James Anthony Smith, a 17-year-old high school student from the District of Columbia, is the latest victim of the toxic side of sneaker culture. He was fatally shot by a gunman on Monday who took the pair of brand new $220 red Nike Air Jordans he received as an early Christmas gift from his mother, The Washington Post reported.
“He was an all-American kid. He loved his red shoes. He loved basketball. He loved his computer games. . . . I can’t believe he was killed, all over a pair of shoes,” James’ mother, Benita Smith, said.
The teen is now part of the statistic: approximately 1,200 people die every year in violence related to someone taking a pair of high-end athletic footwear. The shooting occurred on an outdoor basketball court. Investigators said James ran one block after being shot and was found shoeless on a street, dying less than two hours later at a hospital. So far, there are no arrests in the ongoing investigation.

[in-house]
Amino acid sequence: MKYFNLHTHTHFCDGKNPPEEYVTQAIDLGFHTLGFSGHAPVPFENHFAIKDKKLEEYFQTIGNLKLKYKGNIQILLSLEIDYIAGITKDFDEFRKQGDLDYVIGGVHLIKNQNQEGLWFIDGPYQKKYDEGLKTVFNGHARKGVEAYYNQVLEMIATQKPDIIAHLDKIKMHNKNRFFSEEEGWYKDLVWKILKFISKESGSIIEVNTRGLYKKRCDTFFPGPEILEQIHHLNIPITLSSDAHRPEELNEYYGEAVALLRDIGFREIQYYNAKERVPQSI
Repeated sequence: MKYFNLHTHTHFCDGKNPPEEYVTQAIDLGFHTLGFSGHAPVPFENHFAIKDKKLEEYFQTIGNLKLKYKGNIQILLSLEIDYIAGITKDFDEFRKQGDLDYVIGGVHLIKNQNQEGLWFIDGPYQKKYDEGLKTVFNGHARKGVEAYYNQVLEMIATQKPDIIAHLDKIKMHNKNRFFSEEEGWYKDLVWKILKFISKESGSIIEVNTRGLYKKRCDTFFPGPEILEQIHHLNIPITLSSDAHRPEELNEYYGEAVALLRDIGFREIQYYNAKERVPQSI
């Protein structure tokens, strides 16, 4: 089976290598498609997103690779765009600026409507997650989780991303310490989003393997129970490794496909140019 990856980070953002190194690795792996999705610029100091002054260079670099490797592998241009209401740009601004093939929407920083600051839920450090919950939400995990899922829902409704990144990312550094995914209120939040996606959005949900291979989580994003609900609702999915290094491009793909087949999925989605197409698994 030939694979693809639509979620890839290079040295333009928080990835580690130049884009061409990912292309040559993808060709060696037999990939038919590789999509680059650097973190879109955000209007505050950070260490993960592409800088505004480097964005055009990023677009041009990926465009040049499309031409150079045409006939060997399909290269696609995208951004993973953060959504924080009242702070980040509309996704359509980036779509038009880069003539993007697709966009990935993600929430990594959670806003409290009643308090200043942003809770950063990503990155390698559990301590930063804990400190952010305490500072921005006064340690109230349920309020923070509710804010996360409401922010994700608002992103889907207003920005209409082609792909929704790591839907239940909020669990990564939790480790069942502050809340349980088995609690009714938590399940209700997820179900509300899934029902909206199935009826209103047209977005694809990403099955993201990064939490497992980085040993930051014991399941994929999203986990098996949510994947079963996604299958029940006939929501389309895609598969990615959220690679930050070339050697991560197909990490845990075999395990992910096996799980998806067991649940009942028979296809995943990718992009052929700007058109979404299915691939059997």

The other side of sneaker culture is quite different. Some sneakerheads, as the extreme enthusiasts are called, have spent thousands to collect the footwear. Designer Jeff Staple said some of the most collectible editions are like artwork, CBS News reported. “When you think about the artistic design process, a lot of these shoe designers are ex-car designers or architects or industrial designers,” he said. Indeed, the Brooklyn Museum held an exhibit in 2015 to examine the aesthetics of sneakers and the rise of sneaker culture.
What’s art for one person, however, is a status symbol for others that they must have by any means. Howard White, the senior vice president of Jordan Brand, said he’s “saddened” by the violence surrounding the popular Air Jordans, he told Esquire. To White, the bright side of the sneaker craze in poor urban communities is when a young person is motivated to get their first job to purchase a pair of expensive Jordans.